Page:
I have a WPF application, which reads images from a webcam, does some detection and calculation on them and sends the results to a web application as an interface.
One of the results is the image itself, which is sent as a base64 string, using the following:
internal static void SendImage(string base64Image)
IHubContext context = GlobalHost.ConnectionManager.GetHubContext<ScannerHub>();
The images are about 50kB in size, and are sent (because of testing) at 5 fps, to a client on the local network, so network speed is not a problem.
But ... for some reason the memory footprint of the application goes through the roof, reaching over 1GB of memory in use, shortly after which I get an OutOfMemoryException (even though my machine has 16GB of memory).
If I comment out the line context.Clients.All.updateImage(base64Image);, everything works fine and the memory footprint varies between 55 and 75 MB.
So I guess it's the message queue / store of SignalR which is filling the memory, but I found somewhere that only the last 30 seconds of messages are queued, so how can it still be growing after a couple of minutes?
My best solution would be to drop the message store altogether for this message type, as I'd rather see the client drop a few frames than showing old frames as it is trying to catch up when the connection speed is too slow.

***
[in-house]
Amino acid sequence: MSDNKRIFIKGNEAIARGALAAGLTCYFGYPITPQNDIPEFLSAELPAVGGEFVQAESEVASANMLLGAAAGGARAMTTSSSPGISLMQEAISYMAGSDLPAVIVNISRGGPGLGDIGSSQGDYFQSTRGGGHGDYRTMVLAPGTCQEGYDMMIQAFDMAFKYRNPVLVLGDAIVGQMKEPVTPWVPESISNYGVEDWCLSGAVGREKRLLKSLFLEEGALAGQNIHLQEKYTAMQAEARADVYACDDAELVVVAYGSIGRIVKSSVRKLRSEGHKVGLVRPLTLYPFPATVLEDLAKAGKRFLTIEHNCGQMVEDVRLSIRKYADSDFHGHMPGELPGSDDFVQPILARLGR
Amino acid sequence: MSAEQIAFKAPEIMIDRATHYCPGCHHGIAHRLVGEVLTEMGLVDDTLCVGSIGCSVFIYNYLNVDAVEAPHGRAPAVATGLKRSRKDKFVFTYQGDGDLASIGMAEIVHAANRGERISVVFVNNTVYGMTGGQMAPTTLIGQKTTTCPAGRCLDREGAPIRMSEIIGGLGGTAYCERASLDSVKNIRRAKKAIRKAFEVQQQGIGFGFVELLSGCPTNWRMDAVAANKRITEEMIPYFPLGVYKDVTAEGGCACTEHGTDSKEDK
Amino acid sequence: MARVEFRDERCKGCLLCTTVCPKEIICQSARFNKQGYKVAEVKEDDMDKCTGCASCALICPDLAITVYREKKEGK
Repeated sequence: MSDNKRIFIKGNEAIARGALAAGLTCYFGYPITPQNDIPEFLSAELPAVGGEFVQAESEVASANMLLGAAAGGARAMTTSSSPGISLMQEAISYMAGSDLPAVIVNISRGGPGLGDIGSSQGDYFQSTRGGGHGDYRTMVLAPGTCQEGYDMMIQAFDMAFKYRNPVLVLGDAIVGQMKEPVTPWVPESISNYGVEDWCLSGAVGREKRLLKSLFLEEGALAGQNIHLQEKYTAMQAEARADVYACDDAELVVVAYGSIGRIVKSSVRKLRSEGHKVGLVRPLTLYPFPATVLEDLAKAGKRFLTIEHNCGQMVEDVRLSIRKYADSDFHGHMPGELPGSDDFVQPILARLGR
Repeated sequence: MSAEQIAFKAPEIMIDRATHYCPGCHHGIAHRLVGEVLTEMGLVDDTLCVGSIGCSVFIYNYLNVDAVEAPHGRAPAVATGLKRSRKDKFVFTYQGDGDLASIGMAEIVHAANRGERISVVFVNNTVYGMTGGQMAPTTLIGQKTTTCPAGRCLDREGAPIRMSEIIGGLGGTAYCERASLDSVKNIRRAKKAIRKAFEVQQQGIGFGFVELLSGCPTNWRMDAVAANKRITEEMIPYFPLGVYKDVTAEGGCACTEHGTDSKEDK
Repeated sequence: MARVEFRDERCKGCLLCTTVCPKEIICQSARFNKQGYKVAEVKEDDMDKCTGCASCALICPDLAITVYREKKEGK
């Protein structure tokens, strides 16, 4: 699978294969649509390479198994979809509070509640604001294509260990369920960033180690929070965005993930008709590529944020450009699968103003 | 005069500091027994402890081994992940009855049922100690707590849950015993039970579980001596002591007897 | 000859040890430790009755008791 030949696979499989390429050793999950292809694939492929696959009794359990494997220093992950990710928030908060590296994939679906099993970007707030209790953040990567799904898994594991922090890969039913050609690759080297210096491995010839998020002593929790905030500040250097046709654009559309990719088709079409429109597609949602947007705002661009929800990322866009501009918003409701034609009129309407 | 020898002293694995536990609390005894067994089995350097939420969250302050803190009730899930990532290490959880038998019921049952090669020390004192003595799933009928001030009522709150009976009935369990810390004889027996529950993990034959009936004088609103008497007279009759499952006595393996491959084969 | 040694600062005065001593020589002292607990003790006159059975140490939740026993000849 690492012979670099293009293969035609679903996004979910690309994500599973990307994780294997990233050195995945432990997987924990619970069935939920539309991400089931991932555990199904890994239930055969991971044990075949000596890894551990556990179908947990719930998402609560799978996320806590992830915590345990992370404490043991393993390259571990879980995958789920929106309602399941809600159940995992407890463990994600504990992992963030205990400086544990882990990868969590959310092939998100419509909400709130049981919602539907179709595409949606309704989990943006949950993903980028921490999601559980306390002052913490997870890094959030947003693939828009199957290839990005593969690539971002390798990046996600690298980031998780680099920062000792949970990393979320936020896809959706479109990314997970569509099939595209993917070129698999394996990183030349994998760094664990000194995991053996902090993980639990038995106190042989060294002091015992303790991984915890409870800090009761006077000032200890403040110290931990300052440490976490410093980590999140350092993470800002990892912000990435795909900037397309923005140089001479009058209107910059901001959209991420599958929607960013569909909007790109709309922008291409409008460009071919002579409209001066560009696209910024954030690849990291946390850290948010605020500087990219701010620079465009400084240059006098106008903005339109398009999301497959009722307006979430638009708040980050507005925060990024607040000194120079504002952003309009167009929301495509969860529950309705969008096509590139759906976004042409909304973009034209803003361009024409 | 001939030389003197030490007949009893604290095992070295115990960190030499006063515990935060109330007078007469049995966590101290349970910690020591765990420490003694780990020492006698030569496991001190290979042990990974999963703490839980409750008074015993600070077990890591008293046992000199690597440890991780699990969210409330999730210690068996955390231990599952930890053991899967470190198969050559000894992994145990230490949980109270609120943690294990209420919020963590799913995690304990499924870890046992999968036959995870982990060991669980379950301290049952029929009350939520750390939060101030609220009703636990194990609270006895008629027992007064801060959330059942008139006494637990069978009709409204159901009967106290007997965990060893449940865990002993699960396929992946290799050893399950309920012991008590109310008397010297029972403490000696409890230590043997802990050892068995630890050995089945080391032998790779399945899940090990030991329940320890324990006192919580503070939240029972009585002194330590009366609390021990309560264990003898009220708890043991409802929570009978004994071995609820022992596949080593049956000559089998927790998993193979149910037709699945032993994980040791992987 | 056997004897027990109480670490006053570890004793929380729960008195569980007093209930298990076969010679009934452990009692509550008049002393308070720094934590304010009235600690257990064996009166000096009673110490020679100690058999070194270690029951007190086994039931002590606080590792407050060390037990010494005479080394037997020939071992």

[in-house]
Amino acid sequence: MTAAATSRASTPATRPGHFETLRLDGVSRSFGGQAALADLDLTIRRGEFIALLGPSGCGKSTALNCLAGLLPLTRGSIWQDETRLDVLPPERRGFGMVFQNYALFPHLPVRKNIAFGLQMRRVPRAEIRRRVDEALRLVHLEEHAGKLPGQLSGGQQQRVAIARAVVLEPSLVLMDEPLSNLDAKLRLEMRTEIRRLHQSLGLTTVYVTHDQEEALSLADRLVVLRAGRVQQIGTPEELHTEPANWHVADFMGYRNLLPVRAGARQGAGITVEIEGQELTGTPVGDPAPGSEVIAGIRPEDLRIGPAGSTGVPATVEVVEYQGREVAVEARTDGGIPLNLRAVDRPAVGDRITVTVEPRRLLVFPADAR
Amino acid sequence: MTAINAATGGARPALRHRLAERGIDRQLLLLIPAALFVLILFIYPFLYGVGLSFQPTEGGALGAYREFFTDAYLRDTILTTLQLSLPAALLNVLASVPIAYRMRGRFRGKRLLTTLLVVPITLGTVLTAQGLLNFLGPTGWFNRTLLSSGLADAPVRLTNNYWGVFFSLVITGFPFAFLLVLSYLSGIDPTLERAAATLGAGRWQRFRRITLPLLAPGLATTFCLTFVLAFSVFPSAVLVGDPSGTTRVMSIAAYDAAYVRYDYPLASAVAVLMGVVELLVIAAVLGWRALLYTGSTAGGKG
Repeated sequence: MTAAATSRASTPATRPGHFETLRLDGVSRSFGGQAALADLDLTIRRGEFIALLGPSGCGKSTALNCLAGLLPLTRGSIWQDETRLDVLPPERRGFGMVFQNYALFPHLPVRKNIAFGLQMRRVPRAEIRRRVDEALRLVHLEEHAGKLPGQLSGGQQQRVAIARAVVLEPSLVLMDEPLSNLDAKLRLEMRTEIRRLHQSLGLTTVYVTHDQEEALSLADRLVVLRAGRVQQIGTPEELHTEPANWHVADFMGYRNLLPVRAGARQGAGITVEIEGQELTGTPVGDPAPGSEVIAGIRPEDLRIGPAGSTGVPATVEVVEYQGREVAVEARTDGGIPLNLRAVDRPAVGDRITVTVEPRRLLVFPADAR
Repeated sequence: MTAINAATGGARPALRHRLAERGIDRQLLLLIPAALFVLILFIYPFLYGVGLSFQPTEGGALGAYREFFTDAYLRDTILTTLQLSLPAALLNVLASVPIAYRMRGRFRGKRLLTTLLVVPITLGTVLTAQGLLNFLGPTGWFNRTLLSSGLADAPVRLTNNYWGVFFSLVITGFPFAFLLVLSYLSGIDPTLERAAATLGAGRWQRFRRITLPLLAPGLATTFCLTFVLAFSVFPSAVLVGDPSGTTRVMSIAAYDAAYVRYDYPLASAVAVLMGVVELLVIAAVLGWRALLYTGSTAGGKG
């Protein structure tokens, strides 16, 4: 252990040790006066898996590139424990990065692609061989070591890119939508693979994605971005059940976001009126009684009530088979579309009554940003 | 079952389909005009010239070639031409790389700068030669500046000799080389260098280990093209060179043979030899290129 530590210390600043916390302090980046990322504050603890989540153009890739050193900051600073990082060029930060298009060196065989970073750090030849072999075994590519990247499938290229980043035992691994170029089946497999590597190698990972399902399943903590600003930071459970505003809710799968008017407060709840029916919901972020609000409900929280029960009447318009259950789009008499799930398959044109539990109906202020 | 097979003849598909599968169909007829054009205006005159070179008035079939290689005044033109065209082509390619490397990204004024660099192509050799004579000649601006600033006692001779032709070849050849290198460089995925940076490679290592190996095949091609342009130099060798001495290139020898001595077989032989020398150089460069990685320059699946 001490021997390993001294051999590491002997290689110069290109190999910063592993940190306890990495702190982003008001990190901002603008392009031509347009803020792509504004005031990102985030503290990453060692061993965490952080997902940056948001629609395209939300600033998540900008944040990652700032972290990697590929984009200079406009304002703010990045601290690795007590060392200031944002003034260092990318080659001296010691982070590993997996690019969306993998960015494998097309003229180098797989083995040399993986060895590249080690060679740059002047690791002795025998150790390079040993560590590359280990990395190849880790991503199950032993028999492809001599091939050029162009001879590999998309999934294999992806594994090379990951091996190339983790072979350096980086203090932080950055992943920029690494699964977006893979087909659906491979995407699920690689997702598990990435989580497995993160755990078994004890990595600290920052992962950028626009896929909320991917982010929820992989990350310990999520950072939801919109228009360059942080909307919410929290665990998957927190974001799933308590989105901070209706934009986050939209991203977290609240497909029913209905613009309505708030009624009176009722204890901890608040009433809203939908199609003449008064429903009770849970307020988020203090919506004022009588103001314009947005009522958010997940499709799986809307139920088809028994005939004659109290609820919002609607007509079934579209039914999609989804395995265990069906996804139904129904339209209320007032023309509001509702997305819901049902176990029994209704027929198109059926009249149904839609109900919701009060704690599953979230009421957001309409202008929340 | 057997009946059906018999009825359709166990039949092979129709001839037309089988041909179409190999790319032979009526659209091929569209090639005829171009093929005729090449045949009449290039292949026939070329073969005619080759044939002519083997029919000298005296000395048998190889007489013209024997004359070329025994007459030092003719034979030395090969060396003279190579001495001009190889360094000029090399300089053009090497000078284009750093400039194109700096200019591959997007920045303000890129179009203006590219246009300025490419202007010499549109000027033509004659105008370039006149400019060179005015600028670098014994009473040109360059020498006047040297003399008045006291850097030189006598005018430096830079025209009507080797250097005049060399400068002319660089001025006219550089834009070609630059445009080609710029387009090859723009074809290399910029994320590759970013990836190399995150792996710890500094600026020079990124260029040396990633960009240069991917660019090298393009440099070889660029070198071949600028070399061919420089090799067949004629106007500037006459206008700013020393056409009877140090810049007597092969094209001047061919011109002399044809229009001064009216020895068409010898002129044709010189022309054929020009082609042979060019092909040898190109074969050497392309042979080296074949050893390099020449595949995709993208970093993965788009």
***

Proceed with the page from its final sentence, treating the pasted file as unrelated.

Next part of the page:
I'm using VS 2012 on a Windows 8 development machine, using a self built version of SignalR 1.0.0alpha2, using the "Server" object from the Microsoft.Aspnet.SignalR.Self namespace to host the SignalR server in my WPF application.
I use a Hub object, with a method as specified above,which is the only method it has at the moment, but it will get some additional methods through which the client can control the WPF application.
Any help fixing the memory problem, purging the message queue and / or disabling the queue would be very much appreciated!
Unfortunately you can't change the size of the message buffer right now. We have an open issue to make it configuration but I'm surprised you're running out of memory. Do you have a stack trace? How many clients are you broadcasting to?
Also, what transport are you using?
It runs out of memory even when not broadcasting to any connected client at all (unless I only send a new image when the client indicates it wants a new one of course).